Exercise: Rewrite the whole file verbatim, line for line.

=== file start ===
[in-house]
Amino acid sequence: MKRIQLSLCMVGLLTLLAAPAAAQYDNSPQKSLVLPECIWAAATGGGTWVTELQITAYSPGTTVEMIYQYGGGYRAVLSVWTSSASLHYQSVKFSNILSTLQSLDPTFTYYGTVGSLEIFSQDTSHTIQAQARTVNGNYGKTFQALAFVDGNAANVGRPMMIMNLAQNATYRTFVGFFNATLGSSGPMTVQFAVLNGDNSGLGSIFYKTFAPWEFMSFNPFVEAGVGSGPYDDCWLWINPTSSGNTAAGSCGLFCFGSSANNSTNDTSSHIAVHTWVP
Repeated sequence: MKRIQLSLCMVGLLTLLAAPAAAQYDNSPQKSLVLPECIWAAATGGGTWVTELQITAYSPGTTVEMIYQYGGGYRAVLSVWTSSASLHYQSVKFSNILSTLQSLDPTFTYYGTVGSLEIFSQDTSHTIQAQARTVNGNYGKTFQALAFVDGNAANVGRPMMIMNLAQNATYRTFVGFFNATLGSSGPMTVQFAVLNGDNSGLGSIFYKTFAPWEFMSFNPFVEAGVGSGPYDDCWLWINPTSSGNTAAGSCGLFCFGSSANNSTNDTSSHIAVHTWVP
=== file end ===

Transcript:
[in-house]
Amino acid sequence: MKRIQLSLCMVGLLTLLAAPAAAQYDNSPQKSLVLPECIWAAATGGGTWVTELQITAYSPGTTVEMIYQYGGGYRAVLSVWTSSASLHYQSVKFSNILSTLQSLDPTFTYYGTVGSLEIFSQDTSHTIQAQARTVNGNYGKTFQALAFVDGNAANVGRPMMIMNLAQNATYRTFVGFFNATLGSSGPMTVQFAVLNGDNSGLGSIFYKTFAPWEFMSFNPFVEAGVGSGPYDDCWLWINPTSSGNTAAGSCGLFCFGSSANNSTNDTSSHIAVHTWVP
Repeated sequence: MKRIQLSLCMVGLLTLLAAPAAAQYDNSPQKSLVLPECIWAAATGGGTWVTELQITAYSPGTTVEMIYQYGGGYRAVLSVWTSSASLHYQSVKFSNILSTLQSLDPTFTYYGTVGSLEIFSQDTSHTIQAQARTVNGNYGKTFQALAFVDGNAANVGRPMMIMNLAQNATYRTFVGFFNATLGSSGPMTVQFAVLNGDNSGLGSIFYKTFAPWEFMSFNPFVEAGVGSGPYDDCWLWINPTSSGNTAAGSCGLFCFGSSANNSTNDTSSHIAVHTWVP